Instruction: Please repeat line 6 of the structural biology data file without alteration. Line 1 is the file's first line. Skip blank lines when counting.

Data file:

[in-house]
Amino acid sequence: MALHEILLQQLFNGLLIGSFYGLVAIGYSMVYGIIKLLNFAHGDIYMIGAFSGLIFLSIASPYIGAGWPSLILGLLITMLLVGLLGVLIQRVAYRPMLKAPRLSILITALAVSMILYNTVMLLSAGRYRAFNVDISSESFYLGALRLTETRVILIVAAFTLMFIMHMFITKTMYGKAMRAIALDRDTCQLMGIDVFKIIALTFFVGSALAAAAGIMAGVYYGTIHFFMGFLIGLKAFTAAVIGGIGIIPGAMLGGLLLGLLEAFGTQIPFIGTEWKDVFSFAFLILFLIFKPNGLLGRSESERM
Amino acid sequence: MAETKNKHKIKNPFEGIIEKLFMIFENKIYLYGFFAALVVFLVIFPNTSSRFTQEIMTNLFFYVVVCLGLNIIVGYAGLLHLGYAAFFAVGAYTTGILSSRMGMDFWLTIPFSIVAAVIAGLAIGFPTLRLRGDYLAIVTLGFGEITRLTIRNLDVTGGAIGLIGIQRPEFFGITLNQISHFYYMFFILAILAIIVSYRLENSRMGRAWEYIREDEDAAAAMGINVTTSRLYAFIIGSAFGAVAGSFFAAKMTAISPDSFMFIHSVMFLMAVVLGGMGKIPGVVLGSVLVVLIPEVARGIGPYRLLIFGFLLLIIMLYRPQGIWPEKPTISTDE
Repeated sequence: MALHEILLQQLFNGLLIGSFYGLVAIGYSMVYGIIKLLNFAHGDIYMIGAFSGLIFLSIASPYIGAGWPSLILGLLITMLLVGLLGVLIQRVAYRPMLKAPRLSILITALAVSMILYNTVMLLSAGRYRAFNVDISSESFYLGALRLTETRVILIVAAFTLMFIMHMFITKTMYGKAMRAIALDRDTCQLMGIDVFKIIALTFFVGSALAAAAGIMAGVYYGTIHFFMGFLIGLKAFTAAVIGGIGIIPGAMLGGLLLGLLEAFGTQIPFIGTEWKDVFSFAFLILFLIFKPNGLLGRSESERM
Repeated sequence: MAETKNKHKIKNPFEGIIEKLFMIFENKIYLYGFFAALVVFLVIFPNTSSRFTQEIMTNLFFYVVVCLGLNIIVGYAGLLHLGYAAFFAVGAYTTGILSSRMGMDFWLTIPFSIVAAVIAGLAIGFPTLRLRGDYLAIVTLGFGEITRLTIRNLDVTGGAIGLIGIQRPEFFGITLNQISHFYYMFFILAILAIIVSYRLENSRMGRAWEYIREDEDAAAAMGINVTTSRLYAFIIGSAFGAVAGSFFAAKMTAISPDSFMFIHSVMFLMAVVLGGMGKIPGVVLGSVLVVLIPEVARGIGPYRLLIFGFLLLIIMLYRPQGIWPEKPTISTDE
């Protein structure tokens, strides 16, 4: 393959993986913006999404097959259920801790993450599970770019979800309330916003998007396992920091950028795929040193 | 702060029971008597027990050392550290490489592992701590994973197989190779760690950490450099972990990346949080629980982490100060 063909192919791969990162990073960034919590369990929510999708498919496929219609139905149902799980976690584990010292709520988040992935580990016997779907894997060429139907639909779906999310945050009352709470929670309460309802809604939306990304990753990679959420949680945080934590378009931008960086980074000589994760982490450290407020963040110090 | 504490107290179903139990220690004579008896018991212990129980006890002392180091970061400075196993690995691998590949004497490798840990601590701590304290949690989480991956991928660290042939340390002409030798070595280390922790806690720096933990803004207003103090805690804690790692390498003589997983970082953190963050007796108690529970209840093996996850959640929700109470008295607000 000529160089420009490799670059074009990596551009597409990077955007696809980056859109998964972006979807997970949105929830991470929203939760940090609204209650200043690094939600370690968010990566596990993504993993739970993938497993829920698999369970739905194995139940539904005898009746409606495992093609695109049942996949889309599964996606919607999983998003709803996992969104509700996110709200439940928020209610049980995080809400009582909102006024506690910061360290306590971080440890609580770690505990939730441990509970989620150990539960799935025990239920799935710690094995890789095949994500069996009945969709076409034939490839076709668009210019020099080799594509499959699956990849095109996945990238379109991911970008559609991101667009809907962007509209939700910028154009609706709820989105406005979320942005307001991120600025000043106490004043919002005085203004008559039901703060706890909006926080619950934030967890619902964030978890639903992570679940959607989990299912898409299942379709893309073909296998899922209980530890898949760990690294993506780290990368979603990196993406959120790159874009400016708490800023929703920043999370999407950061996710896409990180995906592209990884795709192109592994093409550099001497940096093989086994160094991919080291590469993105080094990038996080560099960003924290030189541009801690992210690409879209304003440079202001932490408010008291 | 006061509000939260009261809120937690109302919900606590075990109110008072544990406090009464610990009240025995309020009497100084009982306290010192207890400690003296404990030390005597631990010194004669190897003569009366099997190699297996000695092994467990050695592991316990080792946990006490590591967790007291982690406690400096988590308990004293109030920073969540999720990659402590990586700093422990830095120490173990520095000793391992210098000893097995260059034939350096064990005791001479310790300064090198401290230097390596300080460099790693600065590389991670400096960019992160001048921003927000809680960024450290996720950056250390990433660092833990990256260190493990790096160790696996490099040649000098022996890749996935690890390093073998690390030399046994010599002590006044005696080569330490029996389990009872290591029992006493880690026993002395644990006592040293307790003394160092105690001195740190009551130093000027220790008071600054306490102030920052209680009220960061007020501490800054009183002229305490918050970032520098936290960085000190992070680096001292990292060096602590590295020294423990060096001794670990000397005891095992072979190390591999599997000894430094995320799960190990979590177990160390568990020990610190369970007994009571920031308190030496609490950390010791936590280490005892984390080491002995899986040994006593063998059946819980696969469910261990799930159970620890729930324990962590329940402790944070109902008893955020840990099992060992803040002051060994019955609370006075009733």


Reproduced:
């Protein structure tokens, strides 16, 4: 393959993986913006999404097959259920801790993450599970770019979800309330916003998007396992920091950028795929040193 | 702060029971008597027990050392550290490489592992701590994973197989190779760690950490450099972990990346949080629980982490100060 063909192919791969990162990073960034919590369990929510999708498919496929219609139905149902799980976690584990010292709520988040992935580990016997779907894997060429139907639909779906999310945050009352709470929670309460309802809604939306990304990753990679959420949680945080934590378009931008960086980074000589994760982490450290407020963040110090 | 504490107290179903139990220690004579008896018991212990129980006890002392180091970061400075196993690995691998590949004497490798840990601590701590304290949690989480991956991928660290042939340390002409030798070595280390922790806690720096933990803004207003103090805690804690790692390498003589997983970082953190963050007796108690529970209840093996996850959640929700109470008295607000 000529160089420009490799670059074009990596551009597409990077955007696809980056859109998964972006979807997970949105929830991470929203939760940090609204209650200043690094939600370690968010990566596990993504993993739970993938497993829920698999369970739905194995139940539904005898009746409606495992093609695109049942996949889309599964996606919607999983998003709803996992969104509700996110709200439940928020209610049980995080809400009582909102006024506690910061360290306590971080440890609580770690505990939730441990509970989620150990539960799935025990239920799935710690094995890789095949994500069996009945969709076409034939490839076709668009210019020099080799594509499959699956990849095109996945990238379109991911970008559609991101667009809907962007509209939700910028154009609706709820989105406005979320942005307001991120600025000043106490004043919002005085203004008559039901703060706890909006926080619950934030967890619902964030978890639903992570679940959607989990299912898409299942379709893309073909296998899922209980530890898949760990690294993506780290990368979603990196993406959120790159874009400016708490800023929703920043999370999407950061996710896409990180995906592209990884795709192109592994093409550099001497940096093989086994160094991919080291590469993105080094990038996080560099960003924290030189541009801690992210690409879209304003440079202001932490408010008291 | 006061509000939260009261809120937690109302919900606590075990109110008072544990406090009464610990009240025995309020009497100084009982306290010192207890400690003296404990030390005597631990010194004669190897003569009366099997190699297996000695092994467990050695592991316990080792946990006490590591967790007291982690406690400096988590308990004293109030920073969540999720990659402590990586700093422990830095120490173990520095000793391992210098000893097995260059034939350096064990005791001479310790300064090198401290230097390596300080460099790693600065590389991670400096960019992160001048921003927000809680960024450290996720950056250390990433660092833990990256260190493990790096160790696996490099040649000098022996890749996935690890390093073998690390030399046994010599002590006044005696080569330490029996389990009872290591029992006493880690026993002395644990006592040293307790003394160092105690001195740190009551130093000027220790008071600054306490102030920052209680009220960061007020501490800054009183002229305490918050970032520098936290960085000190992070680096001292990292060096602590590295020294423990060096001794670990000397005891095992072979190390591999599997000894430094995320799960190990979590177990160390568990020990610190369970007994009571920031308190030496609490950390010791936590280490005892984390080491002995899986040994006593063998059946819980696969469910261990799930159970620890729930324990962590329940402790944070109902008893955020840990099992060992803040002051060994019955609370006075009733």